The flatscreen caught my attention. I’m not a fan of broadcast or cable TV. It bores me. Thirty minutes and I feel like my brain ate a bag of candy, and a pizza, and drank 2 liters of Coke. But this time I stopped, stood and watched an entire re-run of America’s Biggest Loser. You know the show: It captures contestants as they work valiantly to change their physical health by losing weight. A lot of weight.
At some point and upon hearing the back-story of the largest mobile man I had ever seen, I muttered, “How did that happen?” Another person overheard and said compassionately, “One bite at a time.” She had no judgement, no malice, no mockery in her voice.
Part way through his exercise routine—a 15 minute walk on a treadmill set on level 1—the contestant complained, “I can’t do this!” He was suffering and wanted to quit. His trainer shouted, “Keep going! You were made for this!” So he kept going. And kept complaining. I followed up later and found that he lost all of his target weight and has kept it off for nearly two years. One bite, one step, one decision at a time.
A dear friend just completed a year marked with deep struggle, personally and professionally; the kind of struggle that combined would crush most people I know. Yet his humor is in tact. His relationships are strong. His perspective is fresh. His creativity inspiring. After our last conversation I found myself asking, “How did he get that way? How did he become so resilient?” He became resilient one choice at a time.
Donnie Q and I talked about him today. Donnie said, “He’s built for the storm isn’t he?” That phrase intrigued me. Some people see themselves that way. They imagine themselves well suited for wind, rain, high seas and the intensity of a significant life. They have thought of themselves that way for years. Their hourly choices reflect that image.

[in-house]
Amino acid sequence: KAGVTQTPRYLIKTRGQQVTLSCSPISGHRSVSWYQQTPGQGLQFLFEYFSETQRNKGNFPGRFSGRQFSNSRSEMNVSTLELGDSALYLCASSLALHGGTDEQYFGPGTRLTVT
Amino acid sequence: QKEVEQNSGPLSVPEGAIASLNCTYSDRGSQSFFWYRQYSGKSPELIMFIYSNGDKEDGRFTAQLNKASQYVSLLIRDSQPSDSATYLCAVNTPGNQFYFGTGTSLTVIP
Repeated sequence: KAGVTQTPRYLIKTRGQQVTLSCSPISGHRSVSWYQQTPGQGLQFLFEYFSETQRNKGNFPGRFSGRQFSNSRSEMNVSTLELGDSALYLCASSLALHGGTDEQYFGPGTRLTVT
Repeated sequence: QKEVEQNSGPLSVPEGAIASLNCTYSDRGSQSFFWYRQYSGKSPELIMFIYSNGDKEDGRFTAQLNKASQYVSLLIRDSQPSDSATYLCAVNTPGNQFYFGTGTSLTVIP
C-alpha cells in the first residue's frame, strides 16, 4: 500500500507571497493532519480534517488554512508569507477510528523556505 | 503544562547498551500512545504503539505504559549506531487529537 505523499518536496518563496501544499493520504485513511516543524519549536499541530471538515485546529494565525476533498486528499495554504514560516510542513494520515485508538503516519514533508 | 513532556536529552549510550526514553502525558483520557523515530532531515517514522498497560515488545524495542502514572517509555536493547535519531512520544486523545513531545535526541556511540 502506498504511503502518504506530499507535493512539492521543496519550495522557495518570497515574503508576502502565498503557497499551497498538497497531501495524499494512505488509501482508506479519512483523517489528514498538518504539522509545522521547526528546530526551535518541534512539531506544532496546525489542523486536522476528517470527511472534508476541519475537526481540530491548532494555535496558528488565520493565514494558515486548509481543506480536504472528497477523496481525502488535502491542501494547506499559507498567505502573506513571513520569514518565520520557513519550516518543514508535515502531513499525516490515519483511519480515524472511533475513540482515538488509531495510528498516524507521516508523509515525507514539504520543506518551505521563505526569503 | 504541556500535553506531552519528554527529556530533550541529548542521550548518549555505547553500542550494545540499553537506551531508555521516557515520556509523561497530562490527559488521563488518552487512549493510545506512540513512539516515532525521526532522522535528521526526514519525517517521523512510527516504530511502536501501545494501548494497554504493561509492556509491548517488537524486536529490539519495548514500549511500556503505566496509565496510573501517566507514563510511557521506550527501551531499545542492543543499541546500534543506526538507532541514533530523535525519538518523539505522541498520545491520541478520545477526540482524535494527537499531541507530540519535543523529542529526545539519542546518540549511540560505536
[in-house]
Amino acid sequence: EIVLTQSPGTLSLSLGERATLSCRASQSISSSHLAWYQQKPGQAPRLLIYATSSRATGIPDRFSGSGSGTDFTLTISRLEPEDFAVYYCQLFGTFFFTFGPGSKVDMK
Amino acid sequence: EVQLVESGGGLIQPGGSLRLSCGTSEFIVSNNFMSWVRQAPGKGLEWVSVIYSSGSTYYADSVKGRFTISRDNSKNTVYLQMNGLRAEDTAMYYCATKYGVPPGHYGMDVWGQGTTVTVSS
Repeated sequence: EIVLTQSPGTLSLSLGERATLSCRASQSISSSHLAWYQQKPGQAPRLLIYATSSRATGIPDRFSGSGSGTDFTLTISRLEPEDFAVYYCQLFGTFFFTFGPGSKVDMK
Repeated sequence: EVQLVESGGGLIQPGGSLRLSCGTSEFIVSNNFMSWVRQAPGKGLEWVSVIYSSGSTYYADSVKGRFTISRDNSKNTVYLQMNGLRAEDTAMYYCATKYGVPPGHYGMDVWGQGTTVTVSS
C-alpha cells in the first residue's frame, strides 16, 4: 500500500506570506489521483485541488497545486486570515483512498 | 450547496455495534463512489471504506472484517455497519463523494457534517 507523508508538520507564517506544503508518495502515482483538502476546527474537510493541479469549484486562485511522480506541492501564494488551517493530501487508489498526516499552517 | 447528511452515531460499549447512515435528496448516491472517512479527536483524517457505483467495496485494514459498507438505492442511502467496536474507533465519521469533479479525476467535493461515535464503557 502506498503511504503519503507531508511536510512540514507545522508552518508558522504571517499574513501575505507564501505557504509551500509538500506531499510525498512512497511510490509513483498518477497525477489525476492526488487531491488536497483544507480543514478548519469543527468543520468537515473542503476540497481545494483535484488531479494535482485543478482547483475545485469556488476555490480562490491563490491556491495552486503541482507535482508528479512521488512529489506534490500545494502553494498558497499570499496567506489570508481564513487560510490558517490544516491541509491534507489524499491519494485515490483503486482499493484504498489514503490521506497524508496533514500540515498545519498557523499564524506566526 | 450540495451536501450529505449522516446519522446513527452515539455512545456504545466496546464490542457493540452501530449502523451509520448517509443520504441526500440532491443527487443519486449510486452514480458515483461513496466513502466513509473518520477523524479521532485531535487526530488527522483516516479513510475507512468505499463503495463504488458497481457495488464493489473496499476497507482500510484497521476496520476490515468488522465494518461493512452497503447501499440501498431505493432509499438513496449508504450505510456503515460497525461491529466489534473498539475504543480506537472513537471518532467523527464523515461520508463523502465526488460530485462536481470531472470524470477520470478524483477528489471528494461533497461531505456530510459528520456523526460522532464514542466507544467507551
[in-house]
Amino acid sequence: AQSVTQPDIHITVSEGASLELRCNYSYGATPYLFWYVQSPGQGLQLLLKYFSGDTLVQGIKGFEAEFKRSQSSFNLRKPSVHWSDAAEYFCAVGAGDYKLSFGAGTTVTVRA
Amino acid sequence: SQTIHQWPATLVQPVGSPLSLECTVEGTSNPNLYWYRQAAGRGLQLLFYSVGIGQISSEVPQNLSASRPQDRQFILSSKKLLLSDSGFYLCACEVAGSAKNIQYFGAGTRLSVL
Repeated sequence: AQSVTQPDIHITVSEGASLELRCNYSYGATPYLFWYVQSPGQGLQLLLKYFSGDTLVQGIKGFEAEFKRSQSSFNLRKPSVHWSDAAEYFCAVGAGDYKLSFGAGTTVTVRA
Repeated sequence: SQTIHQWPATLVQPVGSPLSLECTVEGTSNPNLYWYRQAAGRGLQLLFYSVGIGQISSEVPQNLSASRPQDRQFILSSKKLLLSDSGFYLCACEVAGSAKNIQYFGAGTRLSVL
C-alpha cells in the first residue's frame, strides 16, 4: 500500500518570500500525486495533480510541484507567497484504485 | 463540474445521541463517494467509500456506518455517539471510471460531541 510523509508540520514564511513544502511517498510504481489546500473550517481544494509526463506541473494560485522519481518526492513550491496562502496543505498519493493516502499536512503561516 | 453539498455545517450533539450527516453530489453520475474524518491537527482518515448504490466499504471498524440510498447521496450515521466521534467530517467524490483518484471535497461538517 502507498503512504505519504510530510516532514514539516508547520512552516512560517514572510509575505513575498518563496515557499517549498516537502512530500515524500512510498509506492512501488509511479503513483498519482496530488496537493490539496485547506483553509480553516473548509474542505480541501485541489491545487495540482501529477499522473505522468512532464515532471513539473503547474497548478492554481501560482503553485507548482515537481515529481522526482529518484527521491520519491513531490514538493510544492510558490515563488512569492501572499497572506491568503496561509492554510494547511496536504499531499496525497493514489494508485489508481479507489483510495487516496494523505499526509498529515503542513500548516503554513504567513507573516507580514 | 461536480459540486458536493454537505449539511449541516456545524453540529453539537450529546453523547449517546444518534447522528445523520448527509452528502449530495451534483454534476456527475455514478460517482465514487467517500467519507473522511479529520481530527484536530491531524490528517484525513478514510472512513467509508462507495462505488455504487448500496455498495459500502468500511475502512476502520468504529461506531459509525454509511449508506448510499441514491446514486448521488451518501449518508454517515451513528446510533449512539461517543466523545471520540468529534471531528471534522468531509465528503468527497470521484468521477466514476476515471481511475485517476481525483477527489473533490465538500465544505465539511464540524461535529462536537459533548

Others I know see themselves as delicate, fragile, perpetually in search of calm seas and sandy shores, deserving of all the soft things a wealthy culture can offer. They weather storms, but barely. They complain bitterly while doing so. They see looming adversity as a forecast of some fundamental flaw in the world, in their family, in their friendships, in themselves. They see the cold blast of challenge as something to be avoided at all cost.
How do you see yourself? When you look in the mirror do you see someone built for the storm? When you listen to your inner narrator, does he or she say, “You’ve got this. You’re built for this!” or mutter something else?
Our daily choices reflect how we see ourselves and how we see life’s challenges. Our small choices—the ones other people wouldn’t even notice—all add up to make us who we are. They spring from a clear image. Do you see yourself as someone built for the storm? Or, as someone built for perpetual vacation in a calm port with sandy beaches?